Irina Dimitric’s journey wasn’t an ordinary one. She experienced WWII as a child, and a year after graduating from the University of Zagreb in 1961, majoring in English and French, left her homeland with her family to settle in Australia in 1964.
Apart from having enjoyed her teaching career, Irina has always searched for a creative outlet through different mediums as she has a deep well of creativity in her luminous soul. As a young girl she learned ballet, and in Sydney she joined a painting class and later on an amateur acting group at Alliance Française where she had built a reputable acting career for a number of years. In her retirement, she returned to dance – belly dancing!
I had lunch with Irina a few days ago and we talked about her many talents she has developed over the last fifty years. She is a fine painter and took up photography and writing poetry three years ago.
My recent conversation with Irina took place at the time she had just published a collection of poems, as she found poetry to be the best medium to express her soul’s whispers at this stage of her life.
What is poetry to you, Irina, and what do you write about?
Just recently, I wrote a poem entitled Ars Poetica, in which I say what I feel about poetry. Irrespective of the content and form, to me a poem must sing; it must be musical. I write about anything that touches me, be it happy or sad. And I like writing silly poems, too.
You are a painter, a photographer, you were a dancer and an actress; how does poetry complement or contradict your other creative pursuits?
I see no contradictions here, except competition for time. Any creative activity can inspire a poem but at the moment I’m engaged in photography, a bit of drawing and writing poetry. I’ve found that often a photo will inspire me to write a poem and vice versa, I’ll take a photo to complement a poem. Dancing is out since hip replacements 14 years ago. I do hope to get back to painting one day but first I must finish two memoirs.
Who or what inspires you when choosing topics and themes for your poems?
Inspiration comes from the world around me, birds and bees, flowers and trees, cats and dogs, disturbing news on TV; and the world inside me, including memories and dreams about love, friendship, longing, forgiveness, fear, loss, despair, hope, joy and gratitude. Most of the time, topics choose me: when I’m overwhelmed by strong feelings about something, I have to spill it on paper to come to terms with it. It’s very healing for me. When I wrote the poem Ode to My Canary for instance, I was also grieving for my mother whose end was nearing.
At this point, I have to stress that my recent interest in both photography and writing poetry arose in 2011 when I joined first Facebook and then Gather.com where I met other writers, poets and photographers, who also provided topics for various challenges.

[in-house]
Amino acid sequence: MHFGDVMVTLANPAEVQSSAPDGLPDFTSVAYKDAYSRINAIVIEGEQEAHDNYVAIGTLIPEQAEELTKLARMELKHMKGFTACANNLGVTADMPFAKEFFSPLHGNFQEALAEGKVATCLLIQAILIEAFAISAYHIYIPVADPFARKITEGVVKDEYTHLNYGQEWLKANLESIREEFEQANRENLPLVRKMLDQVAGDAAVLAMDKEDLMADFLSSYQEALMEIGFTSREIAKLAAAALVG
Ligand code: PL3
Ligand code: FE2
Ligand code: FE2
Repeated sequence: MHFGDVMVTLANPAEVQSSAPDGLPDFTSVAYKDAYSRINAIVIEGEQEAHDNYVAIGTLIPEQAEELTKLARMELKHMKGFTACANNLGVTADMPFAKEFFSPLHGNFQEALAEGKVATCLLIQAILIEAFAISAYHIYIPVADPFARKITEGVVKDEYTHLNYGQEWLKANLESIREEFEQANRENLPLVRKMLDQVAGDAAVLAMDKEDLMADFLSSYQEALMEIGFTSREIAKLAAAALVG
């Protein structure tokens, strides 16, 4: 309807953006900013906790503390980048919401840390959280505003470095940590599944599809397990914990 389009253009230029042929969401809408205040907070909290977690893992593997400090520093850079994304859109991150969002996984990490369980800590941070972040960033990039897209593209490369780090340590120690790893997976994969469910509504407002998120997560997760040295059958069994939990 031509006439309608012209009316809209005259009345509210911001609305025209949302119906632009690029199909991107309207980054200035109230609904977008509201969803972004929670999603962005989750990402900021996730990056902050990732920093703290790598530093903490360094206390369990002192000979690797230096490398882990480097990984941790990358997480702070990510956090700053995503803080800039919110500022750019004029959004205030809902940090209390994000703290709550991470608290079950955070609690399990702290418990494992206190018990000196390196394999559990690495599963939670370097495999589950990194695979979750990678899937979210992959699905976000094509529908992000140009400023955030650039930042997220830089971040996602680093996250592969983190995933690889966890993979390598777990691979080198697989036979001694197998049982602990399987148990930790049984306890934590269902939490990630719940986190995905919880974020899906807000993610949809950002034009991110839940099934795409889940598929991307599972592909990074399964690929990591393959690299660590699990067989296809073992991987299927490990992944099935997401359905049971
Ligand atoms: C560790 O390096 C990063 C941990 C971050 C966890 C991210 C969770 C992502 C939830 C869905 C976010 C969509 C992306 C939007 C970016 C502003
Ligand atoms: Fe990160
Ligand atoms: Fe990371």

Dreams On My Pillow is first and foremost a tribute to my cyber friends as without their mentoring and encouragement most of my poems would never have been written. The title of the book is the title of a poem, which was written as a response to a challenge on Gather ‘write a poem about winter’, but in warm Sydney, I could only dream about white winters as I remembered them in the Northern Hemisphere. The connection with my country of origin and France is very strong in my memory. I’ve been blogging for a year now, new cyber friendships have been forged and inspiration keeps being provided.
Who are your favourite poets or writers?
The full list would be too long. I’ll just mention a few poets: Paul Verlaine, Arthur Rimbaud, Jacques Prévert, the three Williams – Shakespeare, Wordsworth and Blake, John Keats, Robert Frost and Pablo Neruda. As for novelists, apart from the great classics of the 19th century, I like contemporary writers who challenge my mind and soul both on an intellectual and emotional level, to mention just a few: Henri Troyat, Gabriel García Márquez, Kate Granville, Sally Vickers, Michael Arditti, Rose Tremain, Ian McEwan and Jojo Moyes. Of course, your books, Branka, are in the same category. And for relaxation I enjoy reading Jeffrey Archer’s short stories and Aaron Paul Lazar’s mysteries.
You have written a book of poetry. Do you think that this will change something/anything in this turbulent world or have you written it just for your own enjoyment of self-expression?
I’ve written my poems as a way of dealing with my own feelings and the world around me. I don’t pretend my book will change the world in a major way, but I do hope it will be appreciated by readers not only as entertainment but also as guidance regarding life’s issues.